U.S. And China Agree To Aerial Defense Rules To Avoid Fighter Jet Clashes

After a series of contentious encounters between US and allied ships and aircraft and China’s military in the South China Sea defense officials have reached an agreement on guidelines which are intended to prevent crashes, as well as possible misunderstandings and escalation between aircraft in the region. 

The new rules have been endorsed by US Secretary of Defense James Mattis seven regional military chiefs in the Pacific. Crucially this includes China’s General Wei Fenghe, who also agreed to the non-binding guidelines that were formally issued on Friday by the Association of Southeast Asian Nations summit hosted in Singapore. This comes as the Western Pacific has witnessed a significant uptick in military activity by air and sea, including the American and British navies

U.S. Navy aircraft carrier, the USS Carl Vinson, approaches Busan port in Busan, South Korea, in 2017. AP file photo

Bloomberg summarizes the contents of the agreement as follows

The document, which follows similar guidelines on naval encounters signed in 2014, urges military planes to establish communication with other aircraft, identify themselves and avoid maneuvers or signals that could provoke a response. “These guidelines will help reduce the likelihood of encounters or incidents spiraling into conflict in the event of a miscalculation,” it said.

Later, the full 18-member ASEAN-Plus Eight Partners grouping is expected to adopt the updated air-encounter guidelines during next year’s summit. This would include countries like Australia, Russia, and New Zealand. 

Speaking to reporters on the significance of the new aerial defense guidelines, Singaporean Defense Minister Ng Eng Hen said, “Once a mishap occurs, there’s a dynamic that ensues that you cannot control.” The defense minister chaired the meetings related to the non-binding pact, and added, “We recognize that the price of any physical incident is one that is too high and unnecessary to either assert or prove your position.”

Such mishaps have actually been close of late, and have involved the US and China, as well as the Philippines and China. Tensions have been heightened over the past two months, resulting a fierce exchange of accusations between Beijing and Washington, per Bloomberg:

The rules seek to build on the 2014 agreement signed by 21 nations on naval protocols, known as the Code of Unplanned Encounters at Sea, or CUES. Earlier this month, the U.S. accused China’s navy of “unsafe and unprofessional” conduct after a Chinese destroyer maneuvered close to the bow of an American warship near a disputed South China Sea reef.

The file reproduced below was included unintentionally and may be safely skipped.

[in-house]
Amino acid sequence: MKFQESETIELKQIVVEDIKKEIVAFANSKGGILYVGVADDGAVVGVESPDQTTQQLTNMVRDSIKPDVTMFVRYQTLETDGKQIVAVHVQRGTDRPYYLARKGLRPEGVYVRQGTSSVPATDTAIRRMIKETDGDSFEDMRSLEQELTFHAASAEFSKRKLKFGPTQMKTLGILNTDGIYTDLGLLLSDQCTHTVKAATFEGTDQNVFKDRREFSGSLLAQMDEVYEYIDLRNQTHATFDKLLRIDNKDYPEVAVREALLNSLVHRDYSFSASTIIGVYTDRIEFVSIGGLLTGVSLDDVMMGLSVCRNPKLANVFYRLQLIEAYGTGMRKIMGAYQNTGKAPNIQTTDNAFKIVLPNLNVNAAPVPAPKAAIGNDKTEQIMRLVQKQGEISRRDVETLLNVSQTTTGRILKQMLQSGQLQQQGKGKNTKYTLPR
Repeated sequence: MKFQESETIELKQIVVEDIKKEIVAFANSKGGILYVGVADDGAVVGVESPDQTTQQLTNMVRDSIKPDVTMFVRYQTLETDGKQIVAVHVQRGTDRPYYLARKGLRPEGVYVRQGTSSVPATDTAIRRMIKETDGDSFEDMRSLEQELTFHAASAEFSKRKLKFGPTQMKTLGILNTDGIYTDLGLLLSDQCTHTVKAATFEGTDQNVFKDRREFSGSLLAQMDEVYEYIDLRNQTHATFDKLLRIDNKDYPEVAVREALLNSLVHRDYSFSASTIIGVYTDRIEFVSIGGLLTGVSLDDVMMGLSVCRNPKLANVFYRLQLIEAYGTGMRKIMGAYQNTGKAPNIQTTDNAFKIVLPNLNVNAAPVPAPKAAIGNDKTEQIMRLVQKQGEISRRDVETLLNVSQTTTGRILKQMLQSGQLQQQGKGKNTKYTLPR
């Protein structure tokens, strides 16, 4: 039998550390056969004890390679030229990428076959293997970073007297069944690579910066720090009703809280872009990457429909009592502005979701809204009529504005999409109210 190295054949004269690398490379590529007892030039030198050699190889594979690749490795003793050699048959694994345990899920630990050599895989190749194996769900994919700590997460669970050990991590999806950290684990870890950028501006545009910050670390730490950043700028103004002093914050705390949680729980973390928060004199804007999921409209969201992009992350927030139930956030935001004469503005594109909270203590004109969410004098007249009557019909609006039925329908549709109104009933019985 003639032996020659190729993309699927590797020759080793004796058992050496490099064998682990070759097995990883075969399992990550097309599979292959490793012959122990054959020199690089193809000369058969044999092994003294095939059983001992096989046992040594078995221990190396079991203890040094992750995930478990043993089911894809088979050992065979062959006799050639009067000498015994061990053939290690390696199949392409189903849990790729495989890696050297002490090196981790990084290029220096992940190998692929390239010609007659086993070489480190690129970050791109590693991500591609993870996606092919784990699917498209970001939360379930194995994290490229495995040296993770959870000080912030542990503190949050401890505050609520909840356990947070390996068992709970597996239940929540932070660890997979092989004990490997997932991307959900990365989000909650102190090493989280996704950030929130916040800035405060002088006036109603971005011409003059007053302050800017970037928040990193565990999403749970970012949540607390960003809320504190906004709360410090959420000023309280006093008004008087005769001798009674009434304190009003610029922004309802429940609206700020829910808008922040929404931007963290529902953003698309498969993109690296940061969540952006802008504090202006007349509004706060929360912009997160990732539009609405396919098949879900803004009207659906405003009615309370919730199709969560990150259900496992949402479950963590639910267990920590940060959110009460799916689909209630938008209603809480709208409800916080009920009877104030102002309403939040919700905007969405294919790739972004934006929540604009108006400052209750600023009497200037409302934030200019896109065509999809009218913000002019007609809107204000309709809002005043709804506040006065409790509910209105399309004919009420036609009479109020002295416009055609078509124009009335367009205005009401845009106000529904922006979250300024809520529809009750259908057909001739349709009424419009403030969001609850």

During that incident Chinese ships carried out what was essentially an intercept of the USS Decatur while the US ship was carrying out what has become standard “freedom of navigation” operations for the U.S. Navy – or “freeops” – in the South China Sea. The Navy destroyer had to maneuver to avoid a Chinese ship that came within 45 yards of its bow while the Decatur was sailing through the Spratley Islands on September 30th in what was the closest direct confrontation between US and Chinese ships since Trump’s inauguration (after which the Navy began conducting these freeops with increasing frequency).

That particularly dangerous incident of a near collision followed a series of American B-52 bomber flights over the South China Sea in the two months prior all of which resulted in radio warnings from the Chinese military. One August B-52 incident involved Beijing issuing radio threats while telling the U.S. plane to “Leave immediately and keep out to avoid any misunderstanding,” according to a CNN report at the time. Subsequent American flyovers of what’s recognized as international waters have come with similar warnings from the Chinese military. 

While the the notion of a shooting war between the US and China may seem remote to casual observers, some market observers have noted the time honored progression of economic tensions like trade wars and currency wars eventually leading to a full-on hot war.

However, Mattis has recently sought to cool tensions, as Bloomberg reports:

Mattis has sought to play down military disputes with China during the trip, which included a 90-minute meeting Friday with Wei. While Wei reaffirmed Chinese concerns about the South China Sea and Taiwan, the two sides agreed to deepen trust and let military ties play a stabilizing role in the relationship, according to the country’s defense ministry.

And further according to the Bloomberg report, Singaporean Defense Minister Ng Eng Hen related to reporters that he told Wei that China needed a response to such “freedom-of-navigation operations” in a way that wouldn’t escalate tensions. “General Wei’s general reply was that they are playing very close attention to it at the highest levels and we were reassured by that,” Ng said.

For the time being, we expect such tense encounters to continue as China is not going to give up it’s expanded claims over vast swathes in the East and South China seas. 

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